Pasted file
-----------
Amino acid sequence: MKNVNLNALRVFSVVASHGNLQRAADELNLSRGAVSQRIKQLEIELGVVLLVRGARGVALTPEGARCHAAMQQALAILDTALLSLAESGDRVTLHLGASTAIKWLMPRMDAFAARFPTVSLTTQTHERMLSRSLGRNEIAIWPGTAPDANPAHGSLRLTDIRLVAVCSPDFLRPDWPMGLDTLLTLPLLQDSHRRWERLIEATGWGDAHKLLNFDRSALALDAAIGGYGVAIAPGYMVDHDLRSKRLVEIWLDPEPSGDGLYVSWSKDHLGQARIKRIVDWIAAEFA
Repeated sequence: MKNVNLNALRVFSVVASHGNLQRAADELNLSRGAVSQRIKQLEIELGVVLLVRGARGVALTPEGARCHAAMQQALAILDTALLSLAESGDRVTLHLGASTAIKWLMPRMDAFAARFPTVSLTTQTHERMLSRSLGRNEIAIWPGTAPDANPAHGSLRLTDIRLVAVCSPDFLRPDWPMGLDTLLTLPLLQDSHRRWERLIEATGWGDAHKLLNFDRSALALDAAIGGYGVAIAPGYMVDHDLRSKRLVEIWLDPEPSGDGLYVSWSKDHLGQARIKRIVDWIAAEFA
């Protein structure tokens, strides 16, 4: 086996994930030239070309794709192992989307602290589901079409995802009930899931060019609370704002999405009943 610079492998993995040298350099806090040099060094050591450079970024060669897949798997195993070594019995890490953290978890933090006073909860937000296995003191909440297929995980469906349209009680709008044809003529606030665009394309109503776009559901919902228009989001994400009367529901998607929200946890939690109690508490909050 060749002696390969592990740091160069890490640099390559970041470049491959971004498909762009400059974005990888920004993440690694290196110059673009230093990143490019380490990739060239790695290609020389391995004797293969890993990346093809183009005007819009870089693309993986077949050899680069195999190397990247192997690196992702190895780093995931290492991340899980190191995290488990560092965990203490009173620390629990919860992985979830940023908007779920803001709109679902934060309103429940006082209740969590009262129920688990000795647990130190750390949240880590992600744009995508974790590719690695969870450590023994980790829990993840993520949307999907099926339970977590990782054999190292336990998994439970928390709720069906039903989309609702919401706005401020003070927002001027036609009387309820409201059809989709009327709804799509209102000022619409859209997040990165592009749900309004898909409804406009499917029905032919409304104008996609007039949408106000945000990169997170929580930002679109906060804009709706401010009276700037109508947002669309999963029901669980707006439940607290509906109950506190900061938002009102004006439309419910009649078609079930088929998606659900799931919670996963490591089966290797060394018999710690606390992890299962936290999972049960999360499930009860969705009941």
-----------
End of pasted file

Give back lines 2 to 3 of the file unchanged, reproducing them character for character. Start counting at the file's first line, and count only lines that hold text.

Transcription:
Repeated sequence: MKNVNLNALRVFSVVASHGNLQRAADELNLSRGAVSQRIKQLEIELGVVLLVRGARGVALTPEGARCHAAMQQALAILDTALLSLAESGDRVTLHLGASTAIKWLMPRMDAFAARFPTVSLTTQTHERMLSRSLGRNEIAIWPGTAPDANPAHGSLRLTDIRLVAVCSPDFLRPDWPMGLDTLLTLPLLQDSHRRWERLIEATGWGDAHKLLNFDRSALALDAAIGGYGVAIAPGYMVDHDLRSKRLVEIWLDPEPSGDGLYVSWSKDHLGQARIKRIVDWIAAEFA
């Protein structure tokens, strides 16, 4: 086996994930030239070309794709192992989307602290589901079409995802009930899931060019609370704002999405009943 610079492998993995040298350099806090040099060094050591450079970024060669897949798997195993070594019995890490953290978890933090006073909860937000296995003191909440297929995980469906349209009680709008044809003529606030665009394309109503776009559901919902228009989001994400009367529901998607929200946890939690109690508490909050 060749002696390969592990740091160069890490640099390559970041470049491959971004498909762009400059974005990888920004993440690694290196110059673009230093990143490019380490990739060239790695290609020389391995004797293969890993990346093809183009005007819009870089693309993986077949050899680069195999190397990247192997690196992702190895780093995931290492991340899980190191995290488990560092965990203490009173620390629990919860992985979830940023908007779920803001709109679902934060309103429940006082209740969590009262129920688990000795647990130190750390949240880590992600744009995508974790590719690695969870450590023994980790829990993840993520949307999907099926339970977590990782054999190292336990998994439970928390709720069906039903989309609702919401706005401020003070927002001027036609009387309820409201059809989709009327709804799509209102000022619409859209997040990165592009749900309004898909409804406009499917029905032919409304104008996609007039949408106000945000990169997170929580930002679109906060804009709706401010009276700037109508947002669309999963029901669980707006439940607290509906109950506190900061938002009102004006439309419910009649078609079930088929998606659900799931919670996963490591089966290797060394018999710690606390992890299962936290999972049960999360499930009860969705009941």